Opinion: We are thinking about AR/VR wrong

Opinion: We’re thinking wrong about AR/VR

Everyone likes to talk about Virtual Reality (VR) and Augmented Reality (AR) as a frontier technology that is going to ‘disrupt’ or even ‘revolutionary’ the technology landscape. Marketing teams evoke AR/VR in quasi-mystical ways – ‘the future’, with a lot of hand-waving. And they are almost always linked together as AR/VR as if they were one thing. In fact, this has become a story. When we see a presentation putting the two together as a future use case, we tend to automatically ignore the rest of the pitch.

Editor’s Note:
guest author Jonathan Goldberg is the founder of D2D Advisory, a multifunctional consultancy. Jonathan has developed growth strategies and alliances for companies in the mobile, network, gaming and software industries.

In reality, AR and VR are very different. And their future is not tied together. This is important, because in order to become commercially interesting, they have to answer a number of important questions. And those questions are similar, but the answers will be very different.

Why do we say they are so different? Under the hood, the electronics are very similar. VR is a pair of glasses that requires highly sophisticated, highly miniaturized, high-density displays. AR will likely be glasses that require highly sophisticated, highly miniaturized, high-density displays. But that’s technical thinking. And no offense to the engineers here, something many believe will disrupt technology should be analyzed from the perspective of user-led thinking. And here AR and VR are totally unrelated.

VR is fully immersive, VR glasses block all outside light sources. This means that users cannot move, at the risk of bumping into walls or coffee tables. VR is for consuming content – videos, games, training materials. It is true that users can get omnidirectional treadmills, but they still stay in one room. VR doesn’t have to be portable, which greatly simplifies things like power requirements and network connections. For example, VR doesn’t need 5G, home Wi-Fi or even wired Ethernet works much better.

In contrast, AR is meant to be portable. The whole point is to overlay AR data over the real world. This makes the electronics a lot more challenging. Power becomes quite a challenge, imagine wearing a battery on your belt, with a wired connection to the AR glasses. And this is where 5G makes sense, especially given the requirement for very low data latency (necessary to reduce image blur and nausea-inducing vertigo).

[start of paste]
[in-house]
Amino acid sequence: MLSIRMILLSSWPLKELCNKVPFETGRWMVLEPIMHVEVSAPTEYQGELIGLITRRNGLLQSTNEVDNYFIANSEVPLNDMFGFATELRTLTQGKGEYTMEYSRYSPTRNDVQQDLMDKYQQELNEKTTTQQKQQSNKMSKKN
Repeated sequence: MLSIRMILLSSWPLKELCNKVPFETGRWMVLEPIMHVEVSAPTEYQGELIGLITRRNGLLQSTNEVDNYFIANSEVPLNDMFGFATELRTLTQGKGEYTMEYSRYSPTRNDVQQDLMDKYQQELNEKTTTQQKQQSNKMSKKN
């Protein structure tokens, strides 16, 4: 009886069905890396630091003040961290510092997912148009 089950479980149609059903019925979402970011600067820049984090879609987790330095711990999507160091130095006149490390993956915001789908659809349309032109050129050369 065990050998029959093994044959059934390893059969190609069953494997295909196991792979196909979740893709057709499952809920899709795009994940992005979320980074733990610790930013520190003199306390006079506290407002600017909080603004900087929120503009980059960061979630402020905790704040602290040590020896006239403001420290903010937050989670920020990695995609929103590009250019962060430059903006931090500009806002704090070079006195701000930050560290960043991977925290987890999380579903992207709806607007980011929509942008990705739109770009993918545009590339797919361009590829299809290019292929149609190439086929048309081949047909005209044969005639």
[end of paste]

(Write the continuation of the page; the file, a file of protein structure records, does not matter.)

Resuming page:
The electronics are therefore comparable at a high level, but there are already major differences at this technical level.

There are important differences in content. VR data can and probably will be provided by a single source: the video or game maker. AR, on the other hand, requires integration of huge layers of data. The proverbial example of using AR glasses to find a nearby restaurant requires integration of local food guides, maps, and the user’s current position. Granted, this exists online these days, but moving to something as personal as AR will likely force a reorganization of those existing relationships. Not to mention an important new category of privacy issues: AR will be able to tell the data lords a lot more about what we do and who we do it with.

Most importantly, the impact these devices will have on consumer behavior will be completely different. VR may change the way we consume content and new ways of capturing that content are needed, but it won’t significantly change the way we interact as humans. In contrast, AR has the potential to recreate human interactions as much as smartphones have, that is, to a very large extent. Well done, AR means instant connection to all kinds of data – an undetected friend on the other side of the park, a restaurant you didn’t know was so close, an event just a block away. We can’t really predict this one, just as no one could have predicted Uber before the iPhone’s launch.

When it comes to basic concepts of user interface and user experience, AR and VR are completely different. To sum this up, we think it’s important to look at all the devices and machines we use regularly and compare them in two ways: how portable is the device and how personal it is to us.

Trains and taxis are not personal at all, shared by many, but they are mobile. Smartphones are extremely personal, you only share your passcode with people who are very close to you. Laptops are somewhere in the middle, somewhat portable and fairly personal to the owner, but easier to share. VR goggles sit at the bottom, somewhat personal and not so mobile. In contrast, AR glasses are likely to be incredibly personal, but not as mobile as our phones.

Think about the diversity of user interface models for these devices, and we’re starting to get to the heart of how different AR and VR are going to be.

When it comes down to it, the real question at the heart of VR and AR, the only question that really matters is who will control the software, the operating system (OS) that runs it. From this point of view, the answer for VR is probably simple – these will be tied to the game consoles and PCs that provide the content.

On the other hand, the answer for AR is still up in the air. Apple, Google, and Meta would love to be the OS provider, but that’s by no means a foregone conclusion. Solving AR’s many UI and OS issues will be challenging, and areas that are still highly open to competition.

Image credit: Barbara Zandoval

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